It appears that life first emerged at least 3.8 billion years ago, approximately 750 million years after Earth was formed. How life originated and how the first cell came into being are matters of speculation, since these events cannot be reproduced in the laboratory. Nonetheless, several types of experiments provide important evidence bearing on some steps of the process.
It was first suggested in the 1920s that simple organic molecules could form and spontaneously polymerize into macromolecules under the conditions thought to exist in primitive Earth’s atmosphere. At the time life arose, the atmosphere of Earth is thought to have contained little or no free oxygen, instead consisting principally of CO2 and N2 in addition to smaller amounts of gases such as H2, H2S, and CO. Such an atmosphere provides reducing conditions in which organic molecules, given a source of energy such as sunlight or electrical discharge, can form spontaneously. The spontaneous formation of organic molecules was first demonstrated experimentally in the 1950s when Stanley Miller (then a graduate student) showed that the discharge of electric sparks into a mixture of H2, CH4, and NH3, in the presence of water, leads to the formation of a variety of organic molecules, including several amino acids (Figure 1.1). Although Miller’s experiments did not precisely reproduce the conditions of primitive Earth, they clearly demonstrated the plausibility of the spontaneous synthesis of organic molecules, providing the basic materials from which the first living organisms arose.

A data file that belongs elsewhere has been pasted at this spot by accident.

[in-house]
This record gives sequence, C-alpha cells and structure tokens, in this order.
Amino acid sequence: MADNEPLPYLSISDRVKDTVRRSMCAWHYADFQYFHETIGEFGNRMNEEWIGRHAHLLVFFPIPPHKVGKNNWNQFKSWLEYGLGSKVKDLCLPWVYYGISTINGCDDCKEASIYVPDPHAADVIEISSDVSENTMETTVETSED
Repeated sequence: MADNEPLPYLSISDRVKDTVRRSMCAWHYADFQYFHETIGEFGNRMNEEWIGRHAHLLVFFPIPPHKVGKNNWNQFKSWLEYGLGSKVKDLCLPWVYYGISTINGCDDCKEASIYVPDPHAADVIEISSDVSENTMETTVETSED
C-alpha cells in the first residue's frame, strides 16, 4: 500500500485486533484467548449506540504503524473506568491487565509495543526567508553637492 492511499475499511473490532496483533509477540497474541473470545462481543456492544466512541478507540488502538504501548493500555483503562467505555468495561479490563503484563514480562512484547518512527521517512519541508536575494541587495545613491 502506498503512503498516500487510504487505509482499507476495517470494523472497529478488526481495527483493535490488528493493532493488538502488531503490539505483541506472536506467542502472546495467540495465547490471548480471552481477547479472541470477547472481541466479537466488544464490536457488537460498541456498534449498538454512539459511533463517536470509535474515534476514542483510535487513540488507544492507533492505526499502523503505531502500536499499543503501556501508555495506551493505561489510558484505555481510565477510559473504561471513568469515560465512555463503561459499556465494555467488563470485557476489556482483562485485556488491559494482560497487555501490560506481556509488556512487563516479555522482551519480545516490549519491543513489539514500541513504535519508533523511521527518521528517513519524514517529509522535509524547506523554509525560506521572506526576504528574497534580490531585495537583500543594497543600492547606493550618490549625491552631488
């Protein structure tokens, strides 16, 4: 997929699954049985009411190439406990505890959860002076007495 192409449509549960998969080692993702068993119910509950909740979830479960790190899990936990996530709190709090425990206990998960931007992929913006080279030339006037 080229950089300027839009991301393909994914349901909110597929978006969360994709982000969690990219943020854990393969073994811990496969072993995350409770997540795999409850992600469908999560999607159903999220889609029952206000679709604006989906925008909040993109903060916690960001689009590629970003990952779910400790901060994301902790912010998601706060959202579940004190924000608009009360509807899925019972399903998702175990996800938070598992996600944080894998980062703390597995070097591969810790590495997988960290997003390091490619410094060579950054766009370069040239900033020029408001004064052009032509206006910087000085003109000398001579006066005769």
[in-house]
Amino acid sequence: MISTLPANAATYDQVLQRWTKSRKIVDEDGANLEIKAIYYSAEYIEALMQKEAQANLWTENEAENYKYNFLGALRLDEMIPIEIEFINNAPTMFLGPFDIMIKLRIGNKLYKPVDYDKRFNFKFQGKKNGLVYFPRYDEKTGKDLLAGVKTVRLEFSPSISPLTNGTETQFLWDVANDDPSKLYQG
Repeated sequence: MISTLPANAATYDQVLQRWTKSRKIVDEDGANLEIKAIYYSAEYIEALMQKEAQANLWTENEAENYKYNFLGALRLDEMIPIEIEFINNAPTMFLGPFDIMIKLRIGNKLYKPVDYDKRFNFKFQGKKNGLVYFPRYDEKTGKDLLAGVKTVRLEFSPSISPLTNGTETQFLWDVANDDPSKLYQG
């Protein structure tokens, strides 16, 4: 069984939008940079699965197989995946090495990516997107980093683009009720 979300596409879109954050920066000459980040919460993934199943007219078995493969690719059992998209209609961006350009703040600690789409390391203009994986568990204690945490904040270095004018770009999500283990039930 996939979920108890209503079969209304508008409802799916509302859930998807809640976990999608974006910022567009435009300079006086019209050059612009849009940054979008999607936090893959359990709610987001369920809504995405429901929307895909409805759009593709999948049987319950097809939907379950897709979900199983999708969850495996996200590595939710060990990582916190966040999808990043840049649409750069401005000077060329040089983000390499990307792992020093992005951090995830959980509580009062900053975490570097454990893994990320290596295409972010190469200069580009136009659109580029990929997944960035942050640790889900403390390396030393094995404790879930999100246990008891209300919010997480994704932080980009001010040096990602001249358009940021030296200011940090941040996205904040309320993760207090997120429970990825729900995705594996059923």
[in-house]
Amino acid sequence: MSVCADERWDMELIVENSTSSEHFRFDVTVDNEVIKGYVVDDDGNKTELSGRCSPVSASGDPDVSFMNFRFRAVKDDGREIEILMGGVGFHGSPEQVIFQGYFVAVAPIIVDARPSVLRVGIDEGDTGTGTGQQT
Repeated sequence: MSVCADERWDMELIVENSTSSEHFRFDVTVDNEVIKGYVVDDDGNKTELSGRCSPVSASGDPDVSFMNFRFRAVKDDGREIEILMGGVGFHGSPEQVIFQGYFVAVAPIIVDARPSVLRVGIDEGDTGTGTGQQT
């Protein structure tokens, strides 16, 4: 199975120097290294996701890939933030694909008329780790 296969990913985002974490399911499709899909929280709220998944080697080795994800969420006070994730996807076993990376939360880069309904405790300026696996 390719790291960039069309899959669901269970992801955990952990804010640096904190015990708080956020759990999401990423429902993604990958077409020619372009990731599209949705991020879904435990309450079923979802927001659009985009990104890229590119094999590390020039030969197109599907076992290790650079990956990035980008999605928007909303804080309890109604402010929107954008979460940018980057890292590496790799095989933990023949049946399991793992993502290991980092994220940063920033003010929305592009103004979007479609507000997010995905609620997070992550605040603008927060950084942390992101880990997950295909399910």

|Spontaneous formation of organic molecules|